Cop Car (2015) | Edinburgh 2015

Filmuforia June 18, 2015 Comments Off on Cop Car (2015) | Edinburgh 2015
Cop Car (2015) | Edinburgh 2015

Director: Jon Watts

Cast: Kevin Bacon, Shea Wigham, Camryn Manheim, James Freedson-Jackson, Hays Welford

90min  US Drama

The big sky country of Colorado provides some magnificent widescreen potential for this rather twisty tale that starts as a gentle indie drama but soon enters thriller territory when two kids on a rural ramble innocently playing cops and robbers end up in serious trouble.

Jon Watts cruises ahead confidently with a plausible if outlandish plotline for this coming of age road movie that keeps us guessing for most of its journey. But the joy ride soon unspools into an adult gunslinger between two unlikeable characters – Kevin Bacon’s dodgy redneck sherriff and the bad guy he was trying to turn in – with the kids playing the victims in a cop chase whose origins remain a mystery from start to finish.

The two 10-year-olds – newcomers in question, Travis (James Freedson-Jackson) and Harrison (Hays Wellford), discover an empty cop car during their make meander across the open fields – Travis is the sparky daring one and Harrison the more reserved of the two. Daring each other to touch the car, they end up inside and then driving off in a moment of exhilarating danger – sirens blaring and lights flashing – and unknown to them – a perp in the boot.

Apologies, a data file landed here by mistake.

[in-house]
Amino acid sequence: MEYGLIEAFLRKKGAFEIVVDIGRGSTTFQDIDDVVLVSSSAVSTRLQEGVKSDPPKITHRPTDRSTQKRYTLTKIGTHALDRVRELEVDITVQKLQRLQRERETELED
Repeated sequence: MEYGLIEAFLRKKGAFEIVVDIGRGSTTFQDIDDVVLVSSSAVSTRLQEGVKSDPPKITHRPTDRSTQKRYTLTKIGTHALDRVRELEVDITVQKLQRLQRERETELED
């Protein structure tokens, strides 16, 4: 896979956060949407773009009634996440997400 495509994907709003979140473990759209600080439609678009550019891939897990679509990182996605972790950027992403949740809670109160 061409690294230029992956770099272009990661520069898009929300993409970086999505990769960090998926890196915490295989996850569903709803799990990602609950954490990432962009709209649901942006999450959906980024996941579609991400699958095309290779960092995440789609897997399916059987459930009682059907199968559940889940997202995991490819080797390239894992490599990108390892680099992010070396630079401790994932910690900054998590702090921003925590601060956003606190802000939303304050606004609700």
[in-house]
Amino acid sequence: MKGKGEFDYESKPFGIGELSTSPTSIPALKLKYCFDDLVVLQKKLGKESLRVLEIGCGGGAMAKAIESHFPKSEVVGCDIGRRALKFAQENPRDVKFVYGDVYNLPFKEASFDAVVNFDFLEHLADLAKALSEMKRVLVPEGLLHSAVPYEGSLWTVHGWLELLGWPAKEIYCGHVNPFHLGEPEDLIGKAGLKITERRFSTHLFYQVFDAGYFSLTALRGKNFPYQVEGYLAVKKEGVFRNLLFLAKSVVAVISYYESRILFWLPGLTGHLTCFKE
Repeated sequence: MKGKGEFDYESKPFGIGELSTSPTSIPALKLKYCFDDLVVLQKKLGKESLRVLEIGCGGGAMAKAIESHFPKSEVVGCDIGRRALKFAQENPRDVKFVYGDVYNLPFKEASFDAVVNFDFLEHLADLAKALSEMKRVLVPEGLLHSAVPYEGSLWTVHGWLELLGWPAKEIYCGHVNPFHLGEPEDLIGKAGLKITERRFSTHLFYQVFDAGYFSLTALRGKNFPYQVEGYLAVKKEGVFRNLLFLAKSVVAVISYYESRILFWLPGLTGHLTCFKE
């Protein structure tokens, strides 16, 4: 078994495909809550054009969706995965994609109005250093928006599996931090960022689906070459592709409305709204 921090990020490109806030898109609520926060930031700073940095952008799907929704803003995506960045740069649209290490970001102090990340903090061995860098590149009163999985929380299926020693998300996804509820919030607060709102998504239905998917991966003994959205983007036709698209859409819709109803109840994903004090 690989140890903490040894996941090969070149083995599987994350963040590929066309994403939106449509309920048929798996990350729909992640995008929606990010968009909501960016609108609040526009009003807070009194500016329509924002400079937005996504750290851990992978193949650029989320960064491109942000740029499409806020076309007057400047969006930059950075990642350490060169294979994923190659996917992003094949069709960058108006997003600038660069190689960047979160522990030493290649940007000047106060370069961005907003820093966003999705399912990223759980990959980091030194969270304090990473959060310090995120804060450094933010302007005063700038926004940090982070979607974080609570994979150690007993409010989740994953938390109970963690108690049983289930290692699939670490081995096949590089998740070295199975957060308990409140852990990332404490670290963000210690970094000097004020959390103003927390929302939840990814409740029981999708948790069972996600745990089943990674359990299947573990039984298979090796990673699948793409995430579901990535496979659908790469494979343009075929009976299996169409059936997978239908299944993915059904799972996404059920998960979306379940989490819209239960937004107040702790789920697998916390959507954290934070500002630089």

The car belongs to sherrif Mitch Kretzer (Kevin Bacon) who we then see, in flashback, dragging a body from the boot and then dumping it in an empty pit. When Kretzer returns, the boys have already left and are eventually seen snaking along the highway by a woman travelling in the opposite direction (Camryn Manheim).

Watts and his co-writer stick in the realms of superficial ‘boys own’ territory without scoping out the kids backstories or that of the sherriff and his victims, who all turn in superb performances. COP CAR imagines proceedings from a kids’ point of view: fearless and out to have fun – and to hell with the consequences. There is a sinister undercurrent as the boys – quite literally – take a back seat, but this lack of more ample characterisation throws the emphasis onto Bacon’s fairly routine sherriff and his bloodied baddie who we neither know about, and care about even less. A missed opportunity but a ripping yarn nevertheless. MT

SCREENING DURING EDINBURGH FILM FESTIVAL 17 -28 JUNE 2015

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